Bottled water is getting a bad rap lately.
There are many areas of the country that have good tap water, yet bottled water sales continue to climb. In most places, bottled water costs more than gasoline (in a gallon-to-gallon comparison). Most of the extra cost is due to packaging and transportation.
This is where the environmental activists step in. They say the extra packaging and shipping of bottled water uses fossil fuels and contributes to global warming.
A 2006 report by the Earth Policy Institute (EPI) states that the most commonly used plastic for making water bottles is polyethylene terephthalate (PET), which is derived from crude oil. “Making bottles to meet Americans’ demand for bottled water requires more than 1.5 million barrels of oil annually, enough to fuel some 100,000 U.S. cars for a year.”
And of course, shipping the water across the country, or importing from overseas, uses up gasoline and diesel fuel. Then there’s the waste.
“According to the Container Recycling Institute, 86 percent of plastic water bottles used in the United States become garbage or litter,” the EPI report notes. “Incinerating used bottles produces toxic byproducts such as chlorine gas and ash containing heavy metals. Buried water bottles can take up to 1,000 years to biodegrade.”
Bottled vs. TapAccording to estimates from the Beverage Marketing Corp., U.S. sales of bottled water rose by almost 10 percent last year. And Americans consumed about 8.3 billion gallons of bottled water last year - about 26 gallons per person.
In fact, the United States is the leading consumer of bottled water. While most of the bottled water is produced domestically, Americans also drink imported water, such as the popular Evian brand.
But is bottled water any better than tap water?
Some bottled waters are spring water, but some are just purified tap water. According to the EPI report, about 40 percent of bottled water starts out as tap water. “Often the only difference is added minerals that have no marked health benefit,” the report states.
A February 2006 National Geographic News article noted that the International Bottled Water Association (IBWA) says bottled water “provides a convenient, healthy alternative to calorie-laden portable drinks or those containing caffeine and artificial additives. The IBWA points out that bottled water is fully regulated by government agencies, such as the U.S. Food and Drug Administration, to be guaranteed safe to drink.”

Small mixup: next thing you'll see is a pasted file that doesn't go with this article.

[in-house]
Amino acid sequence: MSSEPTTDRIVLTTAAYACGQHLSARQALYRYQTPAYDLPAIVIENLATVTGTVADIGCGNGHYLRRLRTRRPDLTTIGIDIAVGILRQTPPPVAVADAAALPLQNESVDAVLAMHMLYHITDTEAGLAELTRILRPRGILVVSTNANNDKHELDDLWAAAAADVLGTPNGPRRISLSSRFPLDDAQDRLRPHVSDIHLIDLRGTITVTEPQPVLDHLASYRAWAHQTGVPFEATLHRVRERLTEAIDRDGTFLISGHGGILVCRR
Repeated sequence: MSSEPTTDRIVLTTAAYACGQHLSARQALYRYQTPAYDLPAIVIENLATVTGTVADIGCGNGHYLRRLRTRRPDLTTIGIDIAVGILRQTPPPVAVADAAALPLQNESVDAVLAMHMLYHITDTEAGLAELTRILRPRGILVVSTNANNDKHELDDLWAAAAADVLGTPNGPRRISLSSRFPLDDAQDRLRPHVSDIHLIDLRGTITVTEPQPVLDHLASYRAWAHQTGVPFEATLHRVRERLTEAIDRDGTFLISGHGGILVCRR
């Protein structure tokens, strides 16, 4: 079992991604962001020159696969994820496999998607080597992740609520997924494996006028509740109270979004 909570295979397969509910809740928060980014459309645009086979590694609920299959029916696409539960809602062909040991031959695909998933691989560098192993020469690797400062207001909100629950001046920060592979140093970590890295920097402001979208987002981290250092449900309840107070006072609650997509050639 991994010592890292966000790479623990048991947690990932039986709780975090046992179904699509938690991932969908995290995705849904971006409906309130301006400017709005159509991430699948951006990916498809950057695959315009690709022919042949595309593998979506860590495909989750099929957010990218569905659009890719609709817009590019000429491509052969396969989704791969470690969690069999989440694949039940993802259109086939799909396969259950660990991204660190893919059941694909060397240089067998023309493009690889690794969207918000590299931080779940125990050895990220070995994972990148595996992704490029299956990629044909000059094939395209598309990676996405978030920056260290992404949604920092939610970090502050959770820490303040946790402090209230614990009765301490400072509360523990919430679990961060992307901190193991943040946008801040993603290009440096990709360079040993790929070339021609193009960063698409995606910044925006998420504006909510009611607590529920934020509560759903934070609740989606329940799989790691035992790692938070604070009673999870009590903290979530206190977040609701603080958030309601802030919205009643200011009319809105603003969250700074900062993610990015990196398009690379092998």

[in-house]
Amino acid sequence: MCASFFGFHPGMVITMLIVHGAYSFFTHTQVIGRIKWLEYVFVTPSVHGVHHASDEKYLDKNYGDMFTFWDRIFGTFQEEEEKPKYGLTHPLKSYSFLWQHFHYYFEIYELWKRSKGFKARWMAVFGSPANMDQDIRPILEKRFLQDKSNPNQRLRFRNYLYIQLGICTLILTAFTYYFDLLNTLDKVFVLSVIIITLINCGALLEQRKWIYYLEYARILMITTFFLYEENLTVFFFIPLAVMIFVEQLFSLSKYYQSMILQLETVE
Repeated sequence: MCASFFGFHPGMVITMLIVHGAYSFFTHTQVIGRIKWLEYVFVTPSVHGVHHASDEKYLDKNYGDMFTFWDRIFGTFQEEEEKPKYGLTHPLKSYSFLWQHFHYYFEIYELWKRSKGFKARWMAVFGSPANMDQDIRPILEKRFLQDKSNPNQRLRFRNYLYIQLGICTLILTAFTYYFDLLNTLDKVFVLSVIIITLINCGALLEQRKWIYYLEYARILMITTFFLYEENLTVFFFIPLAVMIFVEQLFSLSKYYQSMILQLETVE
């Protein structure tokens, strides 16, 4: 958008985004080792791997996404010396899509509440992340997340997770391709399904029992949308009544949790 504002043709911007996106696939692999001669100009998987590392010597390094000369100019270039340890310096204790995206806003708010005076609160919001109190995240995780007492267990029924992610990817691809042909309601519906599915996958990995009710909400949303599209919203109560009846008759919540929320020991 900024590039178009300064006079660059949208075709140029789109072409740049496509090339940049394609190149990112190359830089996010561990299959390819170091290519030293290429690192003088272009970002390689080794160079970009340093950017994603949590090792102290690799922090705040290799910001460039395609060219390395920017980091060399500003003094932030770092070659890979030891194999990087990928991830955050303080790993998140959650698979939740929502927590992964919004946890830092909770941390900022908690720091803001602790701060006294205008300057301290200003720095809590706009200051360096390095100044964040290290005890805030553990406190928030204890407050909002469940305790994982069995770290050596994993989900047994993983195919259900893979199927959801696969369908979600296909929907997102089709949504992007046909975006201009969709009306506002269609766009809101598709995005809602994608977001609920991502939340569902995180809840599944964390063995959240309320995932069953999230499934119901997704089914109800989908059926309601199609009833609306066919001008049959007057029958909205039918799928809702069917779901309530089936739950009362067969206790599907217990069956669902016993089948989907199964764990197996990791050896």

However, a 1999 study by the Natural Resources Defense Council found that, after studying the bottled water industry for four years, bottled water was no healthier or safer than most tap water. The report noted that there are multitudes of regulations governing the quality of tap water in the United States (regulated by the Environmental Protection Agency), but weaker rules govern the quality of bottled water (regulated by the Food and Drug Administration).
A recent Fortune article noted that shareholders working with activist group Corporate Accountability International filed a resolution with Coca-Cola, which makes and distributes the Dasani bottled water brand, asking the company to report on the sources and safety of its bottled water. Dasani is made from purified tap water, as is Pepsi’s Aquafina.
The group also met with Nestlé officials. Nestlé’s bottled water brands - Ice Mountain, Deer Park, Poland Spring, Arrowhead, Ozarka, Zephyrhills and Calistoga - get most of their water from spring sources.
What Can You Do?There is no doubt that there are areas in the country, and in the world, with substandard water quality. But is bottled water really the answer? In developing countries, what really is needed are better systems of sanitation, water distribution and water treatment.
In developed countries such as the United States, other avenues exist to provide better-tasting water. If you have a customer in an area with high mineral content in the water or other problems, why not try to sell him a point-of-use water filtration system? In the long-run, it’s a less expensive and more eco-friendly alternative than buying cases of bottled water.
And to save yourself some bucks, buy a reusable water bottle and fill it from your tap.
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